The differential input pair is driven by the differential VCO signal, which alternately switches the current I1 through transistors 734 a and 734 b at the rate of fVCO, which is the frequency of the VCO signal. The currents through transistors 734 a and 734 b thus switch at a rate determined by the VCO signal and have amplitudes determined by the input current Iin. The current I2 through transistor 734 a is the “bias tail” current for mixer 642 a, and the current I3 through transistor 734 b is the bias tail current for mixer 642 b. The average bias tail current for each mixer is Iin/2.

Each mixer 642 is driven by a respective differential mixer LO signal from divide by N unit 644 having a frequency of fVCO/N. The differential LO output from each mixer (e.g., the differential signal at the collectors of transistors 712 a and 712 b for mixer 642 a) includes the sum and difference frequencies of the switching and mixer LO signals. The tank circuit is tuned to either the sum frequency or the difference frequency and operates to (1) pass the desired frequency to which it is tuned and (2) filter out the undesired frequency and other spurious signals and noise. The tank circuit also performs current-to-voltage conversion to provide a voltage signal for the differential LO signal.

FIG. 7 shows a design whereby variable amplitude quadrature LO generator 144 c is implemented with bipolar transistors. In general, a variable gain LO generator may be implemented using any process technology including CMOS, BiCMOS, GaAs, and so on.

The I and Q LO signals from mixers 642 a and 642 b are voltage signals with amplitudes that are linearly proportional to the bias tail currents I2 and I3 for the mixers, which are proportional to the input current Iin for the amplitude control signal. It is sometimes desirable to adjust the amplitudes of the I and Q LO signals exponentially based on linear changes in an input control signal. This kind of relationship is referred to as “linear-in-dB”. The linear-in-dB control can be achieved by generating the input current Iin to be exponentially dependent on the input control signal.

FIG. 8 is a block diagram of an amplitude control unit 146 a, which is one embodiment of unit 146 in FIG. 1. Unit 146 a receives the input control signal (which may be a voltage signal) and generates the amplitude control signal (which may be a current signal).

Within unit 146 a, a voltage-to-current (V-to-I) converter 812 converts the voltage Vin for the input control signal into a current Ia (i.e., Ia∝V). A unit 814 then performs temperature compensation on the current Ia to provide a temperature compensated current Ib. The temperature compensation ensures that the amplitude of the I and Q LO signals remains approximately constant over temperature variation, which may improve performance. A unit 816 then converts the temperature compensated current Ib into a current Ic that is exponentially related to the current Ib (i.e., Ic∝eI b ). This exponential function is used to provide linear-in-dB control (i.e., the LO signal amplitude is linear, in dB, with respect to the current Ib).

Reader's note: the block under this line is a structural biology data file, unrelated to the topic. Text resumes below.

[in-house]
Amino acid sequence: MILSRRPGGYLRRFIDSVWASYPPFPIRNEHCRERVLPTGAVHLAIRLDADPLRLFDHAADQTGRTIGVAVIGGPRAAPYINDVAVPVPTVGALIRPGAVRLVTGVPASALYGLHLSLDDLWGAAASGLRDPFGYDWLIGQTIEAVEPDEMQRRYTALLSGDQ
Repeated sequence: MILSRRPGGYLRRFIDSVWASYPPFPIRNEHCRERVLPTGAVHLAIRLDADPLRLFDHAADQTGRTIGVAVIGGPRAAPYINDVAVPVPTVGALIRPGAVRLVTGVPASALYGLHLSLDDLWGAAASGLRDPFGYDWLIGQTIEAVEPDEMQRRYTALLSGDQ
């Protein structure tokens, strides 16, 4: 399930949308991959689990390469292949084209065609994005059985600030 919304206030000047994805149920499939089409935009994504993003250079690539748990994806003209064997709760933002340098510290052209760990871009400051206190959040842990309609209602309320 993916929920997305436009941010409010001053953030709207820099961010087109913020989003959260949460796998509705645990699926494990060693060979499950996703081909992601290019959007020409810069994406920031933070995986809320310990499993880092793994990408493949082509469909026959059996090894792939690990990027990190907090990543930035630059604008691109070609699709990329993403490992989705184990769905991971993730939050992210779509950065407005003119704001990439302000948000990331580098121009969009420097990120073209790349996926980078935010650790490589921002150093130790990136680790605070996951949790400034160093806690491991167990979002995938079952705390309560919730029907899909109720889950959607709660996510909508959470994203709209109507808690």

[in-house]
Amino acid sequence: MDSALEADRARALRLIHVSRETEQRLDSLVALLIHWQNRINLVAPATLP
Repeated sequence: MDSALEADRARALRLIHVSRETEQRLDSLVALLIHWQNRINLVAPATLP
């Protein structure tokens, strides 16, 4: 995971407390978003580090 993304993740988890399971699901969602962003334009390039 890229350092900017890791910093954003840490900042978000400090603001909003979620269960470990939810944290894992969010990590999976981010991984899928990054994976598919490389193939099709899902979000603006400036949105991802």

A threshold and slope control unit 818 then receives the current Ic and generates the input current Iin for the amplitude control signal. In particular, unit 818 clips the current Ic to a particular nominal value until it falls below the threshold value, which may be selectable or programmable. Unit 818 further provides a means for adjusting the rate at which the input current Iin depends on the current Ic. This rate may also be selectable or programmable. Unit 818 provides the input current Iin to the current mirror in the variable amplitude quadrature LO generator 144 c shown in FIG. 7. The threshold and/or gain slope may be set at design time, during manufacturing, during normal operation, and so on.

For clarity, specific embodiments and design have been described above. The techniques described herein for performing direct conversion using variable amplitude LO signal to mitigate LO leakage may be used for various systems and applications. For example, these techniques may be used for direction upconversion (described above) and direct downconversion. For a direct downconversion receiver, the amplitude of the LO signal may be adjusted based on the amplitude of the received signal (e.g., the output of buffer 166 in FIG. 1).

The techniques described herein may be used for quadrature modulation (e.g., QPSK, QAM, and so on, as described above) as well as non-quadrature modulation (e.g., BPSK). For non-quadrature modulation, only one LO signal (instead of quadrature I and Q LO signals) is used for frequency conversion.

The techniques described herein for performing direct conversion using variable amplitude LO signals may be implemented by various means. For example, these techniques may be implemented in hardware, software, or a combination thereof. For a hardware implementation, the elements used to implement any one or a combination of the techniques may be implemented within one or more application specific integrated circuits (ASICs), digital signal processors (DSPs), digital signal processing devices (DSPDs), programmable logic devices (PLDs), field programmable gate arrays (FPGAs), processors, controllers, micro-controllers, microprocessors, other electronic units designed to perform the functions described herein, or a combination thereof.

The previous description of the disclosed embodiments is provided to enable any person skilled in the art to make or use the present invention. Various modifications to these embodiments will be readily apparent to those skilled in the art, and the generic principles defined herein may be applied to other embodiments without departing from the spirit or scope of the invention. Thus, the present invention is not intended to be limited to the embodiments shown herein but is to be accorded the widest scope consistent with the principles and novel features disclosed herein.

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Classifications
U.S. Classification455/318, 455/226.1, 455/115.1, 375/285, 375/297, 455/251.1, 455/296
International ClassificationH04B1/30
Cooperative ClassificationH04B1/30
European ClassificationH04B1/30